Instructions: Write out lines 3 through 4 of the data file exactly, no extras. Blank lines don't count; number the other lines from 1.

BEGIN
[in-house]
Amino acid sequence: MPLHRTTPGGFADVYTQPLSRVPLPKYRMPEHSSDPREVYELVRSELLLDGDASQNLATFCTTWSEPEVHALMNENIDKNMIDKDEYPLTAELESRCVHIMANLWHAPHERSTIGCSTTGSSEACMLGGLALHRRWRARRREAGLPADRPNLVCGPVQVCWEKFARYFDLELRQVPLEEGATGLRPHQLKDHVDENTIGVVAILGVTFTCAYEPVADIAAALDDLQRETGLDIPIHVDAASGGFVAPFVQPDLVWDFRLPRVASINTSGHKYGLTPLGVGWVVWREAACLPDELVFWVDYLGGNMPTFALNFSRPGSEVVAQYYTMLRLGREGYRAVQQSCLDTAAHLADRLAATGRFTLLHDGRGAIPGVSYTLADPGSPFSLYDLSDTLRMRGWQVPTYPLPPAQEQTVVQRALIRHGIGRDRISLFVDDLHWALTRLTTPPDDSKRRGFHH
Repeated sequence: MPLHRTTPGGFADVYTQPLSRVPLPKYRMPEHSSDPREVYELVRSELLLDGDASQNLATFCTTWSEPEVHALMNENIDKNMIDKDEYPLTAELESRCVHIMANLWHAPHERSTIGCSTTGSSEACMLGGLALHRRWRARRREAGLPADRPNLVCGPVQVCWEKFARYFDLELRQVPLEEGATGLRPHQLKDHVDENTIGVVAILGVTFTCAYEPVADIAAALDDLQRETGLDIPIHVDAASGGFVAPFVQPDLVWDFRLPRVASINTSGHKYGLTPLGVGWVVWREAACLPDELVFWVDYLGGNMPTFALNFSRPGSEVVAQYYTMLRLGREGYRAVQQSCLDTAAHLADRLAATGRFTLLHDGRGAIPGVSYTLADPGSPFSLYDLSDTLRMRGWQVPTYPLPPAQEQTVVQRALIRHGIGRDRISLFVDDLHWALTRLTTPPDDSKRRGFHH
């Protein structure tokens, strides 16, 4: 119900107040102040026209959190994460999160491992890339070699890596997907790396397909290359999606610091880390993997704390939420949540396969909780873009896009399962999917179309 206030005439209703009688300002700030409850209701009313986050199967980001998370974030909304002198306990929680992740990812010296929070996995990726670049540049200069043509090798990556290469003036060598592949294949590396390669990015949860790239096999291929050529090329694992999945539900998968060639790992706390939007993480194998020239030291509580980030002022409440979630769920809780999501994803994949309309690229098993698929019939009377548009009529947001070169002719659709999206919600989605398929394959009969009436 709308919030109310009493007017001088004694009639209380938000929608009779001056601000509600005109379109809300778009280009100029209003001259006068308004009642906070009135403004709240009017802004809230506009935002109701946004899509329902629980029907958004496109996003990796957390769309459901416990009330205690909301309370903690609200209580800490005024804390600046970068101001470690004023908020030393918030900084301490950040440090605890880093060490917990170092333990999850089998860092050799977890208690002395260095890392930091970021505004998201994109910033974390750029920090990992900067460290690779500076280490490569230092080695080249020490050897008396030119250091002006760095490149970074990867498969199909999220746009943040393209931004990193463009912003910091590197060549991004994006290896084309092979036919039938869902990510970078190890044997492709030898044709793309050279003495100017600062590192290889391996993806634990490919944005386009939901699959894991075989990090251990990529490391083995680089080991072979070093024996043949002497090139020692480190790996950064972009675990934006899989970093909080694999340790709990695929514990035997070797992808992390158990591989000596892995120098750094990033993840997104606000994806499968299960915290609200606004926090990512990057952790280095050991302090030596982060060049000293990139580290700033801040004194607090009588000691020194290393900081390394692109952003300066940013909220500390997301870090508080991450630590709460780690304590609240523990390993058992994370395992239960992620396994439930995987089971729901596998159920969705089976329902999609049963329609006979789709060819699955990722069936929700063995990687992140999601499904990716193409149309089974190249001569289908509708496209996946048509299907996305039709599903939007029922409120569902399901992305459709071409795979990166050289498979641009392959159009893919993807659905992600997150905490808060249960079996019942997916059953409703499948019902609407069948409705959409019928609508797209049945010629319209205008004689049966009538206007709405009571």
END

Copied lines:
Repeated sequence: MPLHRTTPGGFADVYTQPLSRVPLPKYRMPEHSSDPREVYELVRSELLLDGDASQNLATFCTTWSEPEVHALMNENIDKNMIDKDEYPLTAELESRCVHIMANLWHAPHERSTIGCSTTGSSEACMLGGLALHRRWRARRREAGLPADRPNLVCGPVQVCWEKFARYFDLELRQVPLEEGATGLRPHQLKDHVDENTIGVVAILGVTFTCAYEPVADIAAALDDLQRETGLDIPIHVDAASGGFVAPFVQPDLVWDFRLPRVASINTSGHKYGLTPLGVGWVVWREAACLPDELVFWVDYLGGNMPTFALNFSRPGSEVVAQYYTMLRLGREGYRAVQQSCLDTAAHLADRLAATGRFTLLHDGRGAIPGVSYTLADPGSPFSLYDLSDTLRMRGWQVPTYPLPPAQEQTVVQRALIRHGIGRDRISLFVDDLHWALTRLTTPPDDSKRRGFHH
């Protein structure tokens, strides 16, 4: 119900107040102040026209959190994460999160491992890339070699890596997907790396397909290359999606610091880390993997704390939420949540396969909780873009896009399962999917179309 206030005439209703009688300002700030409850209701009313986050199967980001998370974030909304002198306990929680992740990812010296929070996995990726670049540049200069043509090798990556290469003036060598592949294949590396390669990015949860790239096999291929050529090329694992999945539900998968060639790992706390939007993480194998020239030291509580980030002022409440979630769920809780999501994803994949309309690229098993698929019939009377548009009529947001070169002719659709999206919600989605398929394959009969009436 709308919030109310009493007017001088004694009639209380938000929608009779001056601000509600005109379109809300778009280009100029209003001259006068308004009642906070009135403004709240009017802004809230506009935002109701946004899509329902629980029907958004496109996003990796957390769309459901416990009330205690909301309370903690609200209580800490005024804390600046970068101001470690004023908020030393918030900084301490950040440090605890880093060490917990170092333990999850089998860092050799977890208690002395260095890392930091970021505004998201994109910033974390750029920090990992900067460290690779500076280490490569230092080695080249020490050897008396030119250091002006760095490149970074990867498969199909999220746009943040393209931004990193463009912003910091590197060549991004994006290896084309092979036919039938869902990510970078190890044997492709030898044709793309050279003495100017600062590192290889391996993806634990490919944005386009939901699959894991075989990090251990990529490391083995680089080991072979070093024996043949002497090139020692480190790996950064972009675990934006899989970093909080694999340790709990695929514990035997070797992808992390158990591989000596892995120098750094990033993840997104606000994806499968299960915290609200606004926090990512990057952790280095050991302090030596982060060049000293990139580290700033801040004194607090009588000691020194290393900081390394692109952003300066940013909220500390997301870090508080991450630590709460780690304590609240523990390993058992994370395992239960992620396994439930995987089971729901596998159920969705089976329902999609049963329609006979789709060819699955990722069936929700063995990687992140999601499904990716193409149309089974190249001569289908509708496209996946048509299907996305039709599903939007029922409120569902399901992305459709071409795979990166050289498979641009392959159009893919993807659905992600997150905490808060249960079996019942997916059953409703499948019902609407069948409705959409019928609508797209049945010629319209205008004689049966009538206007709405009571």